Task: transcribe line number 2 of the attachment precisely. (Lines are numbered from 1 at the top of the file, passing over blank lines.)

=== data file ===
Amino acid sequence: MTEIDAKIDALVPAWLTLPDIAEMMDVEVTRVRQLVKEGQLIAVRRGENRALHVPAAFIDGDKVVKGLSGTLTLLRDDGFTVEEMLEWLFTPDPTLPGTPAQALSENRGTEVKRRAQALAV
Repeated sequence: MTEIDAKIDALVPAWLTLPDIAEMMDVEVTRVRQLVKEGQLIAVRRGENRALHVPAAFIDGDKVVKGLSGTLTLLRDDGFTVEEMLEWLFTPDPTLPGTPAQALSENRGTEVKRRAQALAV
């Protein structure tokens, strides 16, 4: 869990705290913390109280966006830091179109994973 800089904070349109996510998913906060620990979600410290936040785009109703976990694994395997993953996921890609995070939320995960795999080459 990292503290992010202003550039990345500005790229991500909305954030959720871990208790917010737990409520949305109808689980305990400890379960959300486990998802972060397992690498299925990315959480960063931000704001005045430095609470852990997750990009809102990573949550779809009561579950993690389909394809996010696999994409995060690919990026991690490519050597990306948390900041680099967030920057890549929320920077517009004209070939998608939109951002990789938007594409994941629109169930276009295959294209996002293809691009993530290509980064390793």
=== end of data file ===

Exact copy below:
Repeated sequence: MTEIDAKIDALVPAWLTLPDIAEMMDVEVTRVRQLVKEGQLIAVRRGENRALHVPAAFIDGDKVVKGLSGTLTLLRDDGFTVEEMLEWLFTPDPTLPGTPAQALSENRGTEVKRRAQALAV